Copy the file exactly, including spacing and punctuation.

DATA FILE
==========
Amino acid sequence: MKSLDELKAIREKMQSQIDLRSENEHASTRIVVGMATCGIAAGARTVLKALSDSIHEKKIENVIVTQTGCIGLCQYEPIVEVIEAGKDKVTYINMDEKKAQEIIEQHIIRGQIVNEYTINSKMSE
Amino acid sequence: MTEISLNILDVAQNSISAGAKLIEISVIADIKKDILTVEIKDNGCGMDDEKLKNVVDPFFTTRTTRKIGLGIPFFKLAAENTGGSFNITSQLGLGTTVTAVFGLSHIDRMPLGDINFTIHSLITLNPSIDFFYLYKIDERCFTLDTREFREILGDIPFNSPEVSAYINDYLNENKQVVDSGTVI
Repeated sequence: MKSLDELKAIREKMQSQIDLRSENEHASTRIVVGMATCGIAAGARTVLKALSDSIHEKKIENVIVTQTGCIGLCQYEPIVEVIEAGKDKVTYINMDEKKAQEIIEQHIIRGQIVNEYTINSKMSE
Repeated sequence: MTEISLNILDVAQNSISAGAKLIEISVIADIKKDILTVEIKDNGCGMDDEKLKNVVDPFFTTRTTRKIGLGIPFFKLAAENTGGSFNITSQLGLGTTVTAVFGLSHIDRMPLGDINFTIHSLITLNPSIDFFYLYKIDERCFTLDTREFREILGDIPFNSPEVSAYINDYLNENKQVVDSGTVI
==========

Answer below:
Amino acid sequence: MKSLDELKAIREKMQSQIDLRSENEHASTRIVVGMATCGIAAGARTVLKALSDSIHEKKIENVIVTQTGCIGLCQYEPIVEVIEAGKDKVTYINMDEKKAQEIIEQHIIRGQIVNEYTINSKMSE
Amino acid sequence: MTEISLNILDVAQNSISAGAKLIEISVIADIKKDILTVEIKDNGCGMDDEKLKNVVDPFFTTRTTRKIGLGIPFFKLAAENTGGSFNITSQLGLGTTVTAVFGLSHIDRMPLGDINFTIHSLITLNPSIDFFYLYKIDERCFTLDTREFREILGDIPFNSPEVSAYINDYLNENKQVVDSGTVI
Repeated sequence: MKSLDELKAIREKMQSQIDLRSENEHASTRIVVGMATCGIAAGARTVLKALSDSIHEKKIENVIVTQTGCIGLCQYEPIVEVIEAGKDKVTYINMDEKKAQEIIEQHIIRGQIVNEYTINSKMSE
Repeated sequence: MTEISLNILDVAQNSISAGAKLIEISVIADIKKDILTVEIKDNGCGMDDEKLKNVVDPFFTTRTTRKIGLGIPFFKLAAENTGGSFNITSQLGLGTTVTAVFGLSHIDRMPLGDINFTIHSLITLNPSIDFFYLYKIDERCFTLDTREFREILGDIPFNSPEVSAYINDYLNENKQVVDSGTVI